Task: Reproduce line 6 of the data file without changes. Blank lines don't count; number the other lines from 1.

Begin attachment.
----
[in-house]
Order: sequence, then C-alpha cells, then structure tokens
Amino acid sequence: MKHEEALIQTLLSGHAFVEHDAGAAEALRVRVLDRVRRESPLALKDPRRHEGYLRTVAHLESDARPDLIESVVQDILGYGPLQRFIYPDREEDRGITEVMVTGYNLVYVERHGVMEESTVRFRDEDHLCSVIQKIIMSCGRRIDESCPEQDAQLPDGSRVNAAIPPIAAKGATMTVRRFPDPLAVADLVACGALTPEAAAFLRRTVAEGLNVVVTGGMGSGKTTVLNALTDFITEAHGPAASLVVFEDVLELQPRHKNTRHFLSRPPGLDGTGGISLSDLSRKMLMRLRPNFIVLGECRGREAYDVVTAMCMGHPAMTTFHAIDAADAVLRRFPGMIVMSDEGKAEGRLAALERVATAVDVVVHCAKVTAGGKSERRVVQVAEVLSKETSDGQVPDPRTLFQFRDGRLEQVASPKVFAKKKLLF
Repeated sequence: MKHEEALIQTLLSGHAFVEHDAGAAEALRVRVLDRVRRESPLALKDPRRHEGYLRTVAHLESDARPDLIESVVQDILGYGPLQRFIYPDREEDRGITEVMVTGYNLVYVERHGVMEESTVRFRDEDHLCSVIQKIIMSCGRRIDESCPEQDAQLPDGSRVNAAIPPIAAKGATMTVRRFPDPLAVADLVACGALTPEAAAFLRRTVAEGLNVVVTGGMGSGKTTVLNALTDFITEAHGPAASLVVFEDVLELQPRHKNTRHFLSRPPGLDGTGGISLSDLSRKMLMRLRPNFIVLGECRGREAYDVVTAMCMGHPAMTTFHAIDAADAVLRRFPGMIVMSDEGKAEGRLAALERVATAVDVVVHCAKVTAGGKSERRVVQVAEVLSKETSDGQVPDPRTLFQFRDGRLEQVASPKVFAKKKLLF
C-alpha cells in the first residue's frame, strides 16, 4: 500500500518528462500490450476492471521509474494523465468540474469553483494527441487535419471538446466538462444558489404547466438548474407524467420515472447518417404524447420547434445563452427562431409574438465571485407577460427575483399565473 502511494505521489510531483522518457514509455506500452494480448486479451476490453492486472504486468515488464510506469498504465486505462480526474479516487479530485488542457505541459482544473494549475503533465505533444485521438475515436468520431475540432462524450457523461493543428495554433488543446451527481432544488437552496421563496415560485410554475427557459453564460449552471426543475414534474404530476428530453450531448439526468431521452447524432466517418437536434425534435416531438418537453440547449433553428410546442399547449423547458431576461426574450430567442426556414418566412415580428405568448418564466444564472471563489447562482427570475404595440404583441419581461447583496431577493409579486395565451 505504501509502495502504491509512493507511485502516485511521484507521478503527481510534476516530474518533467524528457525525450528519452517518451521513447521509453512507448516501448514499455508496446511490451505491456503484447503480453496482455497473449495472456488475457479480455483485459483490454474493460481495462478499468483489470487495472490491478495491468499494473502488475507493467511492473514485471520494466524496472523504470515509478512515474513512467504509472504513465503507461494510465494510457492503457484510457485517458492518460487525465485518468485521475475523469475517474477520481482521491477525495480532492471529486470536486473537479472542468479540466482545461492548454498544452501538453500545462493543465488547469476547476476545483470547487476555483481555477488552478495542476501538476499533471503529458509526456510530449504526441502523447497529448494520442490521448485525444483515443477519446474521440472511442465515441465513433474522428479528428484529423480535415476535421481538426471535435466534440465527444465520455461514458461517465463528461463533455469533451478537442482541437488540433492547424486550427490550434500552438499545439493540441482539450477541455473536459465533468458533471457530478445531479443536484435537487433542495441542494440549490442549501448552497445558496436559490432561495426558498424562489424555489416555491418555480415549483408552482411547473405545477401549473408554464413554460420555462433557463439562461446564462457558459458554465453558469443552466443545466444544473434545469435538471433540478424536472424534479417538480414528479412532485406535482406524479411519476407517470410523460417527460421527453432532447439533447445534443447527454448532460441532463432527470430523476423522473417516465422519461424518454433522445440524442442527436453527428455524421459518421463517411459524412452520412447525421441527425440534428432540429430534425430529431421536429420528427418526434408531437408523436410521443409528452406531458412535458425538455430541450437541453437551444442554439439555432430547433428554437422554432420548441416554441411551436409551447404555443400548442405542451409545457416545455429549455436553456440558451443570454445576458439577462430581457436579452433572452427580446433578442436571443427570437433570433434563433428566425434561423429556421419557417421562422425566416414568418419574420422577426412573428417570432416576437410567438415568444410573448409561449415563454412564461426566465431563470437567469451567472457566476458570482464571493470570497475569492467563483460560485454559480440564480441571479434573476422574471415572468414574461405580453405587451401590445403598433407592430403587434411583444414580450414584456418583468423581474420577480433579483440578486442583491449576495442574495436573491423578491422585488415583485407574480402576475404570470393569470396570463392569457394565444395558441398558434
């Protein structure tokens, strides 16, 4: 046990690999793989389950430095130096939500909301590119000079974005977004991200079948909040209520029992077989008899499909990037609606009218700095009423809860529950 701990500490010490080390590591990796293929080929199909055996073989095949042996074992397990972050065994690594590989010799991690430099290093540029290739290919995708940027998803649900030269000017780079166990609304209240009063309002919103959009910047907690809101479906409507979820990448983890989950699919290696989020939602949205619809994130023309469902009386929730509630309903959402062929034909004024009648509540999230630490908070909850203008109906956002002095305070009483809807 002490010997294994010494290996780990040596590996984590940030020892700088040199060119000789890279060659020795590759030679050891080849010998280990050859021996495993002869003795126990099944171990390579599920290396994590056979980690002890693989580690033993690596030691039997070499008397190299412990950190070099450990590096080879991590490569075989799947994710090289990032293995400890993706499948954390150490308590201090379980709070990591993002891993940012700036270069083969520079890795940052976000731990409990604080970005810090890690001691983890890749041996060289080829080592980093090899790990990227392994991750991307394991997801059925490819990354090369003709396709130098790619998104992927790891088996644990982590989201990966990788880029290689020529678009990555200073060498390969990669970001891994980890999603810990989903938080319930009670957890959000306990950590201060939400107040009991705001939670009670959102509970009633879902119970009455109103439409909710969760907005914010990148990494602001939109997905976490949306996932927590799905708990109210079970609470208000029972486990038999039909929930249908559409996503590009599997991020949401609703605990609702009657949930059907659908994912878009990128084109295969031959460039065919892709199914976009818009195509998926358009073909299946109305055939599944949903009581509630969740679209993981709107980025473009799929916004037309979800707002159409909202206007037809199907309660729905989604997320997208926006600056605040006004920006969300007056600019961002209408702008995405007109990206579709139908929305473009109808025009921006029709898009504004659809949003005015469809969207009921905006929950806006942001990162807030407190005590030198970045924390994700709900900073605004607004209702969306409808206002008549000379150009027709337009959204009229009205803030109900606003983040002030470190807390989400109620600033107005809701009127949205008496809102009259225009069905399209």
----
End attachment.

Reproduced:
């Protein structure tokens, strides 16, 4: 046990690999793989389950430095130096939500909301590119000079974005977004991200079948909040209520029992077989008899499909990037609606009218700095009423809860529950 701990500490010490080390590591990796293929080929199909055996073989095949042996074992397990972050065994690594590989010799991690430099290093540029290739290919995708940027998803649900030269000017780079166990609304209240009063309002919103959009910047907690809101479906409507979820990448983890989950699919290696989020939602949205619809994130023309469902009386929730509630309903959402062929034909004024009648509540999230630490908070909850203008109906956002002095305070009483809807 002490010997294994010494290996780990040596590996984590940030020892700088040199060119000789890279060659020795590759030679050891080849010998280990050859021996495993002869003795126990099944171990390579599920290396994590056979980690002890693989580690033993690596030691039997070499008397190299412990950190070099450990590096080879991590490569075989799947994710090289990032293995400890993706499948954390150490308590201090379980709070990591993002891993940012700036270069083969520079890795940052976000731990409990604080970005810090890690001691983890890749041996060289080829080592980093090899790990990227392994991750991307394991997801059925490819990354090369003709396709130098790619998104992927790891088996644990982590989201990966990788880029290689020529678009990555200073060498390969990669970001891994980890999603810990989903938080319930009670957890959000306990950590201060939400107040009991705001939670009670959102509970009633879902119970009455109103439409909710969760907005914010990148990494602001939109997905976490949306996932927590799905708990109210079970609470208000029972486990038999039909929930249908559409996503590009599997991020949401609703605990609702009657949930059907659908994912878009990128084109295969031959460039065919892709199914976009818009195509998926358009073909299946109305055939599944949903009581509630969740679209993981709107980025473009799929916004037309979800707002159409909202206007037809199907309660729905989604997320997208926006600056605040006004920006969300007056600019961002209408702008995405007109990206579709139908929305473009109808025009921006029709898009504004659809949003005015469809969207009921905006929950806006942001990162807030407190005590030198970045924390994700709900900073605004607004209702969306409808206002008549000379150009027709337009959204009229009205803030109900606003983040002030470190807390989400109620600033107005809701009127949205008496809102009259225009069905399209």